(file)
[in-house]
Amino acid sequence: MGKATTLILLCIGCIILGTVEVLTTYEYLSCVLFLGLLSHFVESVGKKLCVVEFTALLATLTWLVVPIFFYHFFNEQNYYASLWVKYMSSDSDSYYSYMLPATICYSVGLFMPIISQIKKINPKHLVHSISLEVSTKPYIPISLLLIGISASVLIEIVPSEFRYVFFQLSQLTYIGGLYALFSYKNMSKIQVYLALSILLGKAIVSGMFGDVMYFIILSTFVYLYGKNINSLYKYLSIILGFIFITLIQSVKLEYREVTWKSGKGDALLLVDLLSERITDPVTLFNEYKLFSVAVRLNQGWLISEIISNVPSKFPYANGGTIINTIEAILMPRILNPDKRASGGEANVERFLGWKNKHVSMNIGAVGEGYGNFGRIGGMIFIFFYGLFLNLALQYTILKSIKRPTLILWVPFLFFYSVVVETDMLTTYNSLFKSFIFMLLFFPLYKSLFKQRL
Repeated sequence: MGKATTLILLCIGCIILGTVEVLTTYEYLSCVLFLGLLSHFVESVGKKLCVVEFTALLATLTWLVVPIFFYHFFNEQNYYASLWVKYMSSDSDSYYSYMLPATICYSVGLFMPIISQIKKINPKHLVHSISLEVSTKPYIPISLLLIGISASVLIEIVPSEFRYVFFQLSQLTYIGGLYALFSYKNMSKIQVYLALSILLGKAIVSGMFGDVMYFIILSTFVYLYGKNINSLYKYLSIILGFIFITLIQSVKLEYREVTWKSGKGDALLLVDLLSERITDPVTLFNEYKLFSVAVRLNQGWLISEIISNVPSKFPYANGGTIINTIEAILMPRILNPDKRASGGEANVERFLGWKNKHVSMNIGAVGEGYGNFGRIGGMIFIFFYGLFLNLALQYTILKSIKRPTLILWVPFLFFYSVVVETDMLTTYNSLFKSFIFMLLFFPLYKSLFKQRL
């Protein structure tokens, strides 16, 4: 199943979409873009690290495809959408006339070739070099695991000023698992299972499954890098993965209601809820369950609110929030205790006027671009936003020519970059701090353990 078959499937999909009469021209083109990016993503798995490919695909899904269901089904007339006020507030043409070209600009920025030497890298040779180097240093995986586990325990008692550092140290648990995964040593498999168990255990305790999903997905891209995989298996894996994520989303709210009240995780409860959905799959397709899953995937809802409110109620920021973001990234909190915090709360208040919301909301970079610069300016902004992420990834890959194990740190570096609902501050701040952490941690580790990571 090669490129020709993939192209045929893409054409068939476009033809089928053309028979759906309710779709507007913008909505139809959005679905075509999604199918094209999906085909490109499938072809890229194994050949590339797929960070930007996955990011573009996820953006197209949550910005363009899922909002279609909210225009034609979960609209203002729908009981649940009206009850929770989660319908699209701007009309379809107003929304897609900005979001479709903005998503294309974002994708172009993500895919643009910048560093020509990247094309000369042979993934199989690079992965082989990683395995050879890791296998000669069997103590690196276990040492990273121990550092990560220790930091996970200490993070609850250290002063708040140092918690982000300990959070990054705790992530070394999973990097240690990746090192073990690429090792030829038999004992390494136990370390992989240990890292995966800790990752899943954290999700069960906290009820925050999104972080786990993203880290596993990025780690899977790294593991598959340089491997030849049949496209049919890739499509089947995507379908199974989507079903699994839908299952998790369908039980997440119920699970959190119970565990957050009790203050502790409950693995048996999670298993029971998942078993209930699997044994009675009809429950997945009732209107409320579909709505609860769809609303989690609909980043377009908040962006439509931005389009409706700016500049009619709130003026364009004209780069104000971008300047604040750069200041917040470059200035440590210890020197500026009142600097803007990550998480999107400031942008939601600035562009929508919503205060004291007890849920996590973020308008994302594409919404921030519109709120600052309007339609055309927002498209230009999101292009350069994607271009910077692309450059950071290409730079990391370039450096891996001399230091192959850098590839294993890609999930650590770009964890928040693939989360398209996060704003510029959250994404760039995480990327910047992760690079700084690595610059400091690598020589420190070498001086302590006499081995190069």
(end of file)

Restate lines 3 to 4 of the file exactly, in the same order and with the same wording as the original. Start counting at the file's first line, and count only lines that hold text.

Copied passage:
Repeated sequence: MGKATTLILLCIGCIILGTVEVLTTYEYLSCVLFLGLLSHFVESVGKKLCVVEFTALLATLTWLVVPIFFYHFFNEQNYYASLWVKYMSSDSDSYYSYMLPATICYSVGLFMPIISQIKKINPKHLVHSISLEVSTKPYIPISLLLIGISASVLIEIVPSEFRYVFFQLSQLTYIGGLYALFSYKNMSKIQVYLALSILLGKAIVSGMFGDVMYFIILSTFVYLYGKNINSLYKYLSIILGFIFITLIQSVKLEYREVTWKSGKGDALLLVDLLSERITDPVTLFNEYKLFSVAVRLNQGWLISEIISNVPSKFPYANGGTIINTIEAILMPRILNPDKRASGGEANVERFLGWKNKHVSMNIGAVGEGYGNFGRIGGMIFIFFYGLFLNLALQYTILKSIKRPTLILWVPFLFFYSVVVETDMLTTYNSLFKSFIFMLLFFPLYKSLFKQRL
């Protein structure tokens, strides 16, 4: 199943979409873009690290495809959408006339070739070099695991000023698992299972499954890098993965209601809820369950609110929030205790006027671009936003020519970059701090353990 078959499937999909009469021209083109990016993503798995490919695909899904269901089904007339006020507030043409070209600009920025030497890298040779180097240093995986586990325990008692550092140290648990995964040593498999168990255990305790999903997905891209995989298996894996994520989303709210009240995780409860959905799959397709899953995937809802409110109620920021973001990234909190915090709360208040919301909301970079610069300016902004992420990834890959194990740190570096609902501050701040952490941690580790990571 090669490129020709993939192209045929893409054409068939476009033809089928053309028979759906309710779709507007913008909505139809959005679905075509999604199918094209999906085909490109499938072809890229194994050949590339797929960070930007996955990011573009996820953006197209949550910005363009899922909002279609909210225009034609979960609209203002729908009981649940009206009850929770989660319908699209701007009309379809107003929304897609900005979001479709903005998503294309974002994708172009993500895919643009910048560093020509990247094309000369042979993934199989690079992965082989990683395995050879890791296998000669069997103590690196276990040492990273121990550092990560220790930091996970200490993070609850250290002063708040140092918690982000300990959070990054705790992530070394999973990097240690990746090192073990690429090792030829038999004992390494136990370390992989240990890292995966800790990752899943954290999700069960906290009820925050999104972080786990993203880290596993990025780690899977790294593991598959340089491997030849049949496209049919890739499509089947995507379908199974989507079903699994839908299952998790369908039980997440119920699970959190119970565990957050009790203050502790409950693995048996999670298993029971998942078993209930699997044994009675009809429950997945009732209107409320579909709505609860769809609303989690609909980043377009908040962006439509931005389009409706700016500049009619709130003026364009004209780069104000971008300047604040750069200041917040470059200035440590210890020197500026009142600097803007990550998480999107400031942008939601600035562009929508919503205060004291007890849920996590973020308008994302594409919404921030519109709120600052309007339609055309927002498209230009999101292009350069994607271009910077692309450059950071290409730079990391370039450096891996001399230091192959850098590839294993890609999930650590770009964890928040693939989360398209996060704003510029959250994404760039995480990327910047992760690079700084690595610059400091690598020589420190070498001086302590006499081995190069």